Taiwan’s Central Bank Governor: Bitcoin Should be Regulated by Anti-Money Laundering Laws

Taiwan’s Central Bank Governor: Bitcoin Should be Regulated by Anti-Money Laundering Laws

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The Governor of Taiwan’s central bank has said that bitcoin transactions should be regulated by anti-money laundering regulations, according to a report.

Yang Chin-long, the Governor of the Central Bank of Taiwan, suggested during a meeting held by Taiwan’s legislative arm that the Ministry of Justice should include bitcoin into the East Asian state’s Money Laundering Control Act, due to the lack of regulation surrounding the cryptocurrency, according to a report from the Taiwan News.

These comments from Yang follow on from remarks he made at a news conference toward the end of last month. In his statement, at the time, the governor urged the government to regulate the digital currency so as to prevent the local financial market from being disrupted.

During last month’s news conference, Yang argued that as 87.5 percent of bitcoin transactions have been owed by a mere 0.61 percent of trading accounts around the world, it is easy for the price of the cryptocurrency to be manipulated. Not only that, but major central bankers and international financial organisations don’t appear to be in favour of legalising the market, with many countries keeping taps on industry events.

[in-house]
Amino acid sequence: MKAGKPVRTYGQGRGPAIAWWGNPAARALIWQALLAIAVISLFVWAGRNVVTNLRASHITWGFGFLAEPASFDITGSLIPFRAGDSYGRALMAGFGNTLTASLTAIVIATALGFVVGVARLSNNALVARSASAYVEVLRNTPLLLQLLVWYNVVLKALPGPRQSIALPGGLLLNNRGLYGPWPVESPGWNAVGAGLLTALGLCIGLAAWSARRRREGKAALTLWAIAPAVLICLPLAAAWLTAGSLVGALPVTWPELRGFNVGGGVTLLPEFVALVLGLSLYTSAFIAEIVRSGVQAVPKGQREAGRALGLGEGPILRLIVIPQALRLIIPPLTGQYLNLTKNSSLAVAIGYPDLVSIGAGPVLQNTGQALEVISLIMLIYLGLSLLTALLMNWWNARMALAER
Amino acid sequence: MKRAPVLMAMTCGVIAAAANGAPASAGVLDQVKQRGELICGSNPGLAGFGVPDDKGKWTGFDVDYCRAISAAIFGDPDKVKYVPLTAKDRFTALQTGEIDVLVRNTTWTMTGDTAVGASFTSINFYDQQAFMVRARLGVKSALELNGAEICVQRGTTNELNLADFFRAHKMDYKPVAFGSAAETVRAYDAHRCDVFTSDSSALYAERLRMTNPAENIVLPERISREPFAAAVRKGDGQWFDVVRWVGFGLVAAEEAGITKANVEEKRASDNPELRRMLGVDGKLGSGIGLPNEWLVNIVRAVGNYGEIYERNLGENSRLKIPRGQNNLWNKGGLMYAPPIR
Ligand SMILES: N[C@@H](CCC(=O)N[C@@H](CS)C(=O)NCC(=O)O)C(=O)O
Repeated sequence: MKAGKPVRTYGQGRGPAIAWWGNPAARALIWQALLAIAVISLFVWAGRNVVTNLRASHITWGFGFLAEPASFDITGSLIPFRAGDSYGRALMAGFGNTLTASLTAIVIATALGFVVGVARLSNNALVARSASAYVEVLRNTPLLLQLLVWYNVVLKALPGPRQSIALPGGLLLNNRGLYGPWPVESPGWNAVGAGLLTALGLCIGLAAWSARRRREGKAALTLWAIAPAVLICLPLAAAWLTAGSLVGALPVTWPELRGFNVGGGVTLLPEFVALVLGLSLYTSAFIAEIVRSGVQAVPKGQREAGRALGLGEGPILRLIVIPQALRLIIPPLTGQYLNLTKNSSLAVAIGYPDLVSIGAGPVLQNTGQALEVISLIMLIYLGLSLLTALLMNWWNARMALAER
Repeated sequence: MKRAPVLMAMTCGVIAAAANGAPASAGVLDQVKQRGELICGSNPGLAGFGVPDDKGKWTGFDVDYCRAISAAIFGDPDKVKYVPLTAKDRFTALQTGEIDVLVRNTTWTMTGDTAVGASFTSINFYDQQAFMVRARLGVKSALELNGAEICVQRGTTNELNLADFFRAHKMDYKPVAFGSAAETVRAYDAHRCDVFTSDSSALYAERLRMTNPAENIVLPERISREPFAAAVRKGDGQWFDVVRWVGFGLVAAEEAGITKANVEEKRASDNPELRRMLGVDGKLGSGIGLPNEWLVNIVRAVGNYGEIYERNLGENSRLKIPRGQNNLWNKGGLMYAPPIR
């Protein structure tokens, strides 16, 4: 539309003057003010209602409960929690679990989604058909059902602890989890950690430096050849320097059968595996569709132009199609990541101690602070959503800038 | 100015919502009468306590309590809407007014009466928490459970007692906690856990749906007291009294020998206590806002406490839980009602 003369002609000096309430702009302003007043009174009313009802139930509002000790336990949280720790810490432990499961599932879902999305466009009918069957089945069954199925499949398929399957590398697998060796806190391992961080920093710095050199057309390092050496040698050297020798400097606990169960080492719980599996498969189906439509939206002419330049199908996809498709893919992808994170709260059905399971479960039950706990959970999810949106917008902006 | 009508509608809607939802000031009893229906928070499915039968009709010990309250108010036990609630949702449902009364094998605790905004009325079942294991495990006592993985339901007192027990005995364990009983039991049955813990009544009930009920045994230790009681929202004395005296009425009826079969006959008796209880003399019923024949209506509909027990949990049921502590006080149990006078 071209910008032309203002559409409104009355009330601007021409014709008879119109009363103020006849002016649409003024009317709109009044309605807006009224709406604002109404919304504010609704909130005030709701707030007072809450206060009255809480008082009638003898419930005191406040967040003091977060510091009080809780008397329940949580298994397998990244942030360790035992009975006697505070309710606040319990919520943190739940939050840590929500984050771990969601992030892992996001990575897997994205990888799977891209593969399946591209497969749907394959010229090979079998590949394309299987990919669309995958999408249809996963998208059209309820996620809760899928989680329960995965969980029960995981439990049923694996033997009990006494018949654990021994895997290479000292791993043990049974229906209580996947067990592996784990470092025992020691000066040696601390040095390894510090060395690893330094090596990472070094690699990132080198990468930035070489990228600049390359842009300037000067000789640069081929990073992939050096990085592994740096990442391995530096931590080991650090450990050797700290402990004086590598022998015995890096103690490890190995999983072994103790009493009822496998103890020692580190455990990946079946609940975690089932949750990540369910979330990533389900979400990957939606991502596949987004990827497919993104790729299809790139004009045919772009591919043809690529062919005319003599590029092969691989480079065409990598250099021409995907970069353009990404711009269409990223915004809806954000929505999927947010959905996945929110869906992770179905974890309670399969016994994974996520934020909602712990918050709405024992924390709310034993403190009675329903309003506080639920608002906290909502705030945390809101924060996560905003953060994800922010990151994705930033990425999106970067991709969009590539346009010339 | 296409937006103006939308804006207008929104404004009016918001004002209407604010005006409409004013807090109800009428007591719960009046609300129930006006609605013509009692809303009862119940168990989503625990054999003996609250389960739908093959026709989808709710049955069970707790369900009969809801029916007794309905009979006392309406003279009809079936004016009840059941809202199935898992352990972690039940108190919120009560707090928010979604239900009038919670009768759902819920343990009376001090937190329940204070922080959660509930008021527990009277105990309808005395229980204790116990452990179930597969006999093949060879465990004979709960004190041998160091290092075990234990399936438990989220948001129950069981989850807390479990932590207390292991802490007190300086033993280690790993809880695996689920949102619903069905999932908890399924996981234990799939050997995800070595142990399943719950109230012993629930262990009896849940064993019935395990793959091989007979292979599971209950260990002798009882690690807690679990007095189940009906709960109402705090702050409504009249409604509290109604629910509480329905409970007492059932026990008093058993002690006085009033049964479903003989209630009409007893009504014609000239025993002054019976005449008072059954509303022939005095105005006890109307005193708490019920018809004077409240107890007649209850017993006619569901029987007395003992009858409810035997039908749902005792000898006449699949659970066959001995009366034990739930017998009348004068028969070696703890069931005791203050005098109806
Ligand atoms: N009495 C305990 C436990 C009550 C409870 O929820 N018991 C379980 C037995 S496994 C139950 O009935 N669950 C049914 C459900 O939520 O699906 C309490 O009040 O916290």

With rising interest in the cryptocurrency market, so too are reports where money laundering is becoming a growing concern.

Last month it was reported by NewsBTC that the U.S. Department of Justice (DoJ) had filed a lawsuit against digital payment processor Payza for allegedly operating an unlicensed money service business that processed more than $250 million in transactions. The company in question operates as an16 e-commerce business permitting payments and money transfers to be made across the globe, accepting Bitcoin, Ether, Ripple, and Dash. However, the DoJ indictment accuses the company of operating a money transmitting business without the required state licenses to do so. It’s reported that Payza also knowingly transmitted funds that came from illegal activities.

However, unlike money laundering cases by traditional banks, Japan’s National Police Agency (NPA) found that the number involved with cryptocurrencies is relatively small compared to the normal financial system. Figures from February show that there were only 669 suspected cases involving money laundering linked to digital currencies from exchange operators between April and December last year. This is compared to the 347,000 money laundering cases linked to the banking establishment in the same period.

Despite this, though, there will still be concern regarding the cryptocurrency market and its use for money laundering activities due to its unregulated nature. As a result, Taiwan’s central bank is one organisation that believes regulating it will help to prevent the threat of this from rising.